Holmgren v. State Farm Mutual Automobile Ins. Co., 976 F.2d 573, 579-81 (9th Cir. 1992)). 19 These objections are precisely the sort of "quibbling" that the federal courts disfavor. The relevant 23 in the RFAs are not vague or ambiguous. Moreover, to the extent that Haas contends the requests 2 are premature because discovery "has only recently begun," almost a year has gone by since 3 plaintiff propounded these discovery requests. See Dkt. No, 87, Exh C. Since Haas did not 4 participate in the production of DDJR #1, the court cannot conclude that he is currently arguing that 5 the RFAs are still "premature." Haas's refusal to provide supplemental responses has frustrated 6 plaintiff's ability to pursue its case and has wasted judicial resources by stalling the case's progress. 7
Accordingly, because the RFAs appear to be relevant, timely, and neither vague nor 8 ambiguous, the court ORDERS Haas to provide supplemental responses to RFAs 12, 41-44, 46, 50, 9 143, and 147, per Probuilders's request. Haas shall submit his supplemental responses within 14 days from the date of this order.
Next, Haas objects to Interrogatories 1-6 on the grounds that they are compound, vague and 13 ambiguous, and refers Probuilders to his "records for the Levine Project." See Dkt. No. 87, Exh. D. 14
When responding to an interrogatory, the respondent must answer each one "separately and fully in 15 writing under oath." Fed. R. Civ. P. 33(b)(3). "[W]hen a response to an interrogatory may be 16 derived from business records and when the burden of deriving the answer from the records is 17 substantially the same for both sides, the production of these records sufficiently answers the 18 interrogatory." Govas v. Chalmers, 965 F.2d 298, 302 (7th Cir. 1992). However, the respondent 19 must also label and organize the responsive documents so as to make them identifiable and useful to 20 the requesting party. Id. A "shotgun 'default to the documents' approach to answering a factual 21 contention interrogatory does not satisfy [a party's] obligation to articulate the facts . . . in an 22 explicit, responsive, complete, and candid manner." Anderson v. Fresno County, 2007 U.S. Dist. 23 Not only are Haas's boilerplate objections and reference to documents inappropriate under 25 the above standard, Hass still has not provided any records to Probuilders. He told Probuilders in 26 p. 6. As noted above, almost a year has gone by since Haas received the first set of Interrogatories. 28 Certainly adequate time has now elapsed that he can provide adequate supplemental responses, 54, 58, 62, 66, 70, 74, 78, 82, 86, 90, 94, 98, 102, 106, 110, 114, 118, 122, 125, 129, 131, 135, 139, 10 LEXIS 49879, *9 (E.D. Cal. June 28, 2007). 24 November 2011 that he needed more time to review his files before he could respond. Dkt. No. 87, 27 including those documents necessary to support those responses. Accordingly, the court ORDERS 2 Haas to provide supplemental responses to Interrogatories 1-6, including the necessary supporting 3 documents, within 14 days from the date of this order. 4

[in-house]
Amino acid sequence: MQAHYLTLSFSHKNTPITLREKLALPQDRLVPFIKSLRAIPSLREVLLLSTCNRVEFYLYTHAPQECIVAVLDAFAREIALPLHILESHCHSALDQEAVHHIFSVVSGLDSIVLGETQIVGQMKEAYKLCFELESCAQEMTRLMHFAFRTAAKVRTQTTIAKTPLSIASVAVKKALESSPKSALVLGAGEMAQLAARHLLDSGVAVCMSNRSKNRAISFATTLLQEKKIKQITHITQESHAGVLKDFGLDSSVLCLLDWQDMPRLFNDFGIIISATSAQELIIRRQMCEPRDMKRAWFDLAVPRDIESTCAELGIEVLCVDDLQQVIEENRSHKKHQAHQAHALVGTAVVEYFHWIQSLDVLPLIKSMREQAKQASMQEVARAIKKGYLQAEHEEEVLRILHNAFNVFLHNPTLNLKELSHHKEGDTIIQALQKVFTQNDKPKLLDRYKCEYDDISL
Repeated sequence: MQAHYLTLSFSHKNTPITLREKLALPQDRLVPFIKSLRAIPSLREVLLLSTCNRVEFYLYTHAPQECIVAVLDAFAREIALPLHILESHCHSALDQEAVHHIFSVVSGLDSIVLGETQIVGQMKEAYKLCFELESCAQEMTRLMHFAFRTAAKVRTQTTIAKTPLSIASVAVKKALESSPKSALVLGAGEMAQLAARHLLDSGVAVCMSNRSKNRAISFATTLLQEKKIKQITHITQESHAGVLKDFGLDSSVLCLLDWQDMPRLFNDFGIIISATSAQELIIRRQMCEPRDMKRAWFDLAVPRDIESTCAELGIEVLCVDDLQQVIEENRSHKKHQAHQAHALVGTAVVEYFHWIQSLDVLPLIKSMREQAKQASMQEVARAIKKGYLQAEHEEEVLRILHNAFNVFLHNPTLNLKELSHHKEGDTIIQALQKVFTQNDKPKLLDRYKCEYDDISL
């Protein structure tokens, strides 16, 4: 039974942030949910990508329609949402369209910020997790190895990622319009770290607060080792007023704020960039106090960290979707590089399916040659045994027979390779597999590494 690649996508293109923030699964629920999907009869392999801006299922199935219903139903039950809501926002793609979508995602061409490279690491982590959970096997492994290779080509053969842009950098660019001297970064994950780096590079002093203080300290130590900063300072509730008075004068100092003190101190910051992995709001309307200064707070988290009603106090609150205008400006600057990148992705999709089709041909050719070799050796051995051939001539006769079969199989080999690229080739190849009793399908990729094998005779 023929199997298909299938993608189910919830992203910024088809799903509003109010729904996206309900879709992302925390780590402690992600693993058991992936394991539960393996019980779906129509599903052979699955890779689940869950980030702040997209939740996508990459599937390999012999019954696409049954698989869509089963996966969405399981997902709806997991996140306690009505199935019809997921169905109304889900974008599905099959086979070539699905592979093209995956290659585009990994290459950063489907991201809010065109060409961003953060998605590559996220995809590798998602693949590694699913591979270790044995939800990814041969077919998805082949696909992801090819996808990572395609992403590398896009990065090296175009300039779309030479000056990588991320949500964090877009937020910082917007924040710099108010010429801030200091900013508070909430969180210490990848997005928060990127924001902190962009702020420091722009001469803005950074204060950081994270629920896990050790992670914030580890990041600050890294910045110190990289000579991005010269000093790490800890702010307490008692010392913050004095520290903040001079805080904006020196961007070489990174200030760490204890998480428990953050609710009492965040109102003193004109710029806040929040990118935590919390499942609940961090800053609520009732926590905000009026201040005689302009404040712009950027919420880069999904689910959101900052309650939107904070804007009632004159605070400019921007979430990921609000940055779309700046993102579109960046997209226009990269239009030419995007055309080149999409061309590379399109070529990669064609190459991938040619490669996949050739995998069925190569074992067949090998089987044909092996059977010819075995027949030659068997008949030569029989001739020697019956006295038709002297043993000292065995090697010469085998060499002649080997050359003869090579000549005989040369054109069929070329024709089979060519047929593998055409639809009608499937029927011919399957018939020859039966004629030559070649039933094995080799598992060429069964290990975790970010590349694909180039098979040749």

DDJR #2 concerns plaintiff's requests for production of documents ("RFPs"), Set 1.
Probuilders contends that it served the RFPs, Set 1 on Haas on May 4, 2011. Plaintiff's counsel 7 conferred with Haas's former counsel in October 2011, at which time Haas's counsel indicated that 8
"logistical issues" had prevented Haas from providing the responsive documents within the original 9 deadline. Dkt. No. 89, p. 2. After Haas's counsel withdrew, Haas notified plaintiff's counsel that he 10 would produce all non-privileged documents from his defense counsel's file in the underlying action by November 30, 2011. Id. p. 3. The parties appeared to have agreed that this set of documents "would include all of Mr. Haas's documents responsive" to the RFPs, Set 1. Id. Haas has not 13 provided any documents in response to the RFPs, Set 1, nor did he participate in the production of 14 the DDJR #2. 15 Fed. R. Civ. P. 34(a)(1) permits a party to request to produce documents that are "in the 16 responding party's possession, custody, or control." The responding party must respond within 30 17 days of the request. Fed. R. Civ. P. 34(b)(2)(A). Haas has failed to provide any response to the 18 RFPs, Set 1 other than a set of boilerplate responses that state Hass will "produce any documents 19 responsive to this request in his possession, custody or control." Dkt. No. 89, Exh. A. It has been a 20 year since the request was issued, and nearly six months since the date by which Haas told plaintiffs 21 he would produce the responsive documents. Haas has not offered any explanation for his lengthy 22 delay. 23
Accordingly, Haas is ORDERED to produce all responsive documents to the RFPs, Set 1. As
24 the parties have agreed that the non-privileged portion of Haas's defense counsel's file in the 25 underlying action constitute a complete response to the RFPs, Set 1, Haas shall produce this set of 26 documents as well as a privilege log for any documents he contends are privileged within 14 days of 27 the date of this order. 28
2 a party to request to produce documents that are "in the responding party's possession, custody, or 3 control." The responding party must respond within 30 days of the request. Fed. R. Civ. P. 4
Probuilders contends that Haas has failed to respond to its RFPs, Set 2, which it propounded
6 on October 28, 2011. Dkt. No. 92, p. 2. Haas's responses were due on November 30, 2011, nearly 7 six months ago. Id. Haas has ignored plaintiff's repeated attempts to meet and confer to resolve this 8 issue, and he has not offered this court any explanation for his undue delay and failure to respond. 9
RFPs, Set 2 within 14 days of the date of this order. In addition, Haas shall produce a privilege log for all documents he withholds on the basis of privilege, also within 14 days from the date of this order. 13
Probuilders states that it first noticed Haas's deposition for September 27, 2011. Dkt. No. 93, p. 2. 16 Lloyd's of London in a Third Party Complaint. Id.; see also Dkt. No. 73 ("Third Party Complaint"). 18